Conservation educators together make up the heartbeat of land stewardship in Wisconsin, but often without the connection and networking support to grow stronger together. The Wisconsin Women in Conservation Educator Network aims to grow our state’s conservation movement by facilitating this inclusive network of educators - both professional and volunteer - to collaboratively support each other in our conservation outreach and work.
The next gathering will be on Tuesday, March 8 at 10 am. All conservation educators working with women landowners in Wisconsin are warmly invited to attend, whatever your background or whether you are a professional on staff at an agency, non-profit or other organization or are a volunteer. Men and women who work in conservation education are welcome to attend this virtual (Zoom) WiWiC event.
“We kicked off this new WiWiC Conservation Educator Network last October with an enthusiastic group of Wisconsinites passionate about stewarding our land and providing ways to connect people to environmental awareness,” shares Esther Shekinah, the project lead for WiWiC, based at the Michael Fields Agricultural Institute (MFAI). “The goal of this WiWiC network is to regularly connect educators who work with women farmers and landowners, share best practices, challenges and resources, develop cooperative strategies for effective programming and find ways to effectively work together.”
This March 8 meet-up will provide both resources specifically for conservation educators as well as opportunity for networking and career development.
During the “Educator Resource Share” section, Diane Mayerfeld with UW-Madison Extension will be sharing USDA Sustainable Agriculture Research and Education (SARE) resources and grant and professional funding opportunities with USDA Sustainable Agriculture Research and Education (SARE).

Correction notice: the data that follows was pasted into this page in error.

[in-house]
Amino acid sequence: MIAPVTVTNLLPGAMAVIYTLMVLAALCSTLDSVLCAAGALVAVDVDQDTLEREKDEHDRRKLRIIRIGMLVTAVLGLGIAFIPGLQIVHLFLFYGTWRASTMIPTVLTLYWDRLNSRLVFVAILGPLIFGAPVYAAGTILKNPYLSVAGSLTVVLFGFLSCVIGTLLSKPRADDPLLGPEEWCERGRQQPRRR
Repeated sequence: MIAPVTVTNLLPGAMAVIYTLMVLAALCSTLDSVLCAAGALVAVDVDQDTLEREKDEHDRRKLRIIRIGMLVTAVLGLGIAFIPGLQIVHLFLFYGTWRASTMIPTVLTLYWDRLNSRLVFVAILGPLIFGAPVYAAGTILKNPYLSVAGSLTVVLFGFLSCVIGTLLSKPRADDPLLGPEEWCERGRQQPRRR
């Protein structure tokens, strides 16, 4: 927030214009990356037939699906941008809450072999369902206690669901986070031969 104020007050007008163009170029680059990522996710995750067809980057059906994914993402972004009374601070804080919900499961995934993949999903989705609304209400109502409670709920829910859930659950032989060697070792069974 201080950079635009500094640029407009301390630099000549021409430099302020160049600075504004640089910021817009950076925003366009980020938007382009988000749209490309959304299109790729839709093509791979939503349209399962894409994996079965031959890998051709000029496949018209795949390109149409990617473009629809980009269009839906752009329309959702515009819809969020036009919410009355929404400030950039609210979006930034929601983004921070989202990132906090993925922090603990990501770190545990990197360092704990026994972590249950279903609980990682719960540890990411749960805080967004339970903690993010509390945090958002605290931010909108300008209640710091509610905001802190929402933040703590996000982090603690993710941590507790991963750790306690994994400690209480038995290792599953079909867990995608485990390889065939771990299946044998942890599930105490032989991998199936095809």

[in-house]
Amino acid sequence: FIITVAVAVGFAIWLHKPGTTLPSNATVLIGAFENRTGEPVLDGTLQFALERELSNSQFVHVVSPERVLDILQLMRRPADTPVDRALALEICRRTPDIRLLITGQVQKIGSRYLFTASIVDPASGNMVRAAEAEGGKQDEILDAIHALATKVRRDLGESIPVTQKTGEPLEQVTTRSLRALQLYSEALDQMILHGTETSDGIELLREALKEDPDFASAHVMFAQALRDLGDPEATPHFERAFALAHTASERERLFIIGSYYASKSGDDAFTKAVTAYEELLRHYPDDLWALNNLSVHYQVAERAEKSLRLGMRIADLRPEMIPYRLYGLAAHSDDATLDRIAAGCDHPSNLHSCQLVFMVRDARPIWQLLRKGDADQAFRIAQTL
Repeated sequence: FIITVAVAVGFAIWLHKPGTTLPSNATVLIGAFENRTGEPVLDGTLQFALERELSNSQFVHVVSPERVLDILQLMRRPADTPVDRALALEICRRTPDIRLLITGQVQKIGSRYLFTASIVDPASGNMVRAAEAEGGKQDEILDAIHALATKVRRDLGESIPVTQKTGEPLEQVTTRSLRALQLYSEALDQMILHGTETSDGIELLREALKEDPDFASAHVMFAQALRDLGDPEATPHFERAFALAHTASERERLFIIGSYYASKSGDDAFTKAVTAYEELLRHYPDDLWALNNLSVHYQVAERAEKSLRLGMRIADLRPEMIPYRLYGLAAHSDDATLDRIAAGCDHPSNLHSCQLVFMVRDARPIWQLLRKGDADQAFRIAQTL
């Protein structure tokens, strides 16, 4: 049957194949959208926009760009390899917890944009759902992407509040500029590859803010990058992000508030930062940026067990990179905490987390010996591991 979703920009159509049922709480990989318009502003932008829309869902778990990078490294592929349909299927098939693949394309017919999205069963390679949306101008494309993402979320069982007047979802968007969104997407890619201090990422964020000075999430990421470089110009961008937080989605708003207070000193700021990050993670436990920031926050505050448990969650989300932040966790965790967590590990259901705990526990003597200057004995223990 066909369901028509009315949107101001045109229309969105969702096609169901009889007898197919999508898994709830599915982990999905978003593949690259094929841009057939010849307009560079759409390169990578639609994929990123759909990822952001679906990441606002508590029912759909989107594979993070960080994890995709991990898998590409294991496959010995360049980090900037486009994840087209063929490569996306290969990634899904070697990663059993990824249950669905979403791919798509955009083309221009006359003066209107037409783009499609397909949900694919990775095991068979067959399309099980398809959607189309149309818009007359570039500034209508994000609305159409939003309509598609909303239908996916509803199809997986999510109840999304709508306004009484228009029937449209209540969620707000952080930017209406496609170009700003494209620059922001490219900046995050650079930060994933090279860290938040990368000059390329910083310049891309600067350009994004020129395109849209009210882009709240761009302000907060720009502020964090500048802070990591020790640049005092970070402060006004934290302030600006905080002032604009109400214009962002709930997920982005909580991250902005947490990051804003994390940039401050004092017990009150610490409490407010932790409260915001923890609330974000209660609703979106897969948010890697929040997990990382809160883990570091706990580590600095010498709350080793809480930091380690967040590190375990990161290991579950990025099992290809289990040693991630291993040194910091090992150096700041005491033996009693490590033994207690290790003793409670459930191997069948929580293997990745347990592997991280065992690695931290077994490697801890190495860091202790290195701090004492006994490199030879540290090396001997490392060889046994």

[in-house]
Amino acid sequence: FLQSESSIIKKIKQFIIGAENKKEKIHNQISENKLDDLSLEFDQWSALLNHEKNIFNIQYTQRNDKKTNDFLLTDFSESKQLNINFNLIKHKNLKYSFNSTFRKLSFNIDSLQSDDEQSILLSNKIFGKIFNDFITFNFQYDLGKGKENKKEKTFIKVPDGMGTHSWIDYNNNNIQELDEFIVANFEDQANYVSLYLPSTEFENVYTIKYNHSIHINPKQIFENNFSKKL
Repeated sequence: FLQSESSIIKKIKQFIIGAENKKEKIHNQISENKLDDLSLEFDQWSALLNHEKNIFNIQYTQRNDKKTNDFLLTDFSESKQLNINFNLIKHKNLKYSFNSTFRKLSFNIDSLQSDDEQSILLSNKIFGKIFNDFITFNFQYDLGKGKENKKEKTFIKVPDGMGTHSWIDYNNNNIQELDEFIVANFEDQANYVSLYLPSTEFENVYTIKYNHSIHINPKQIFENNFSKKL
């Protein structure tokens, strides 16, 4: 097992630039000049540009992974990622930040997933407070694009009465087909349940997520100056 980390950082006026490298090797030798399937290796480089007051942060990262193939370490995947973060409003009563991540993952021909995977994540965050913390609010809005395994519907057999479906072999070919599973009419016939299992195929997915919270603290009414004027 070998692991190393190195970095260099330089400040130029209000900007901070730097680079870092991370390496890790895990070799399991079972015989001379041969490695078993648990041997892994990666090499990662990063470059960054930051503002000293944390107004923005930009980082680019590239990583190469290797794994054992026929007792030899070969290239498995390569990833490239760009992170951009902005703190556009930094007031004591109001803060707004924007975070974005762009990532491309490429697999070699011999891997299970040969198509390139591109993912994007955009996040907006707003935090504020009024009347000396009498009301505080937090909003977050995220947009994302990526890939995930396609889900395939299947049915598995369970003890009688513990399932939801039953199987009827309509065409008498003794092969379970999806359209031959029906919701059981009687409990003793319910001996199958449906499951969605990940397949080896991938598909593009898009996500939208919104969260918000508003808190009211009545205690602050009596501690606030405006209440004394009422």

Mayerfield will also report on findings and next steps from the UW-Madison New Landowner Success project, a new statewide research project focused on better understanding and supporting new landowners.
The Educator Network kick-off last October also included a large group of women new on their conservation career path, having been in the industry for under five years. Educator Network Meet Ups will now also include a special “Educator Career Share” portion on the agenda where seasoned conservation professionals offer personal reflections and advice on building a career as a woman working in conservation.
Julie Peterson, Farm Bill Biologist with Pheasants Forever who will be offering her career insights during the March 8 Meet-Up. “I am so inspired by the many young women jumping into conservation careers and look forward to offering thoughts on what I wish I knew when I got started.”
“I’ve been working as a conservation educator my whole career and while I find it extremely rewarding, I’ve learned along the way strategies on how to both better communicate with landowners and navigate the many layers of state agencies and programs,” reflects Peterson.
“I found the first WiWiC Conservation Educator Network meet-up in October a really good use of my time to attend as it gave me the opportunity to connect with others so positively engaged with conservation education,” adds Marie Raboin with the Land Conservation Department in Dane County. "I left the gathering inspired to do something for the farmer-wives and women farmers of the Producer Led Watershed group that I help organize to more directly involve and support these women.”
Register here for the March 8 event. If you cannot attend on March 8 but would still like to be a part of this network and be informed of future events, please email email@example.com with your name, organization/position and contact information. This March 8 meet-up is one of two annual such gatherings via Zoom, with the second happening in fall, 2022.
About Wisconsin Women in Conservation
WiWiC is a state-wide collaborative effort led by the Michael Fields Agricultural Institute in partnership with Wisconsin Farmers Union, Renewing the Countryside and the Midwest Organic and Sustainable Education Service (MOSES). A three-year multi-faceted project funded by the USDA’s Natural Resources Conservation Service (NRCS), WiWiC brings together Wisconsin women landowners to connect and learn about conservation practices, resources, and funding opportunities.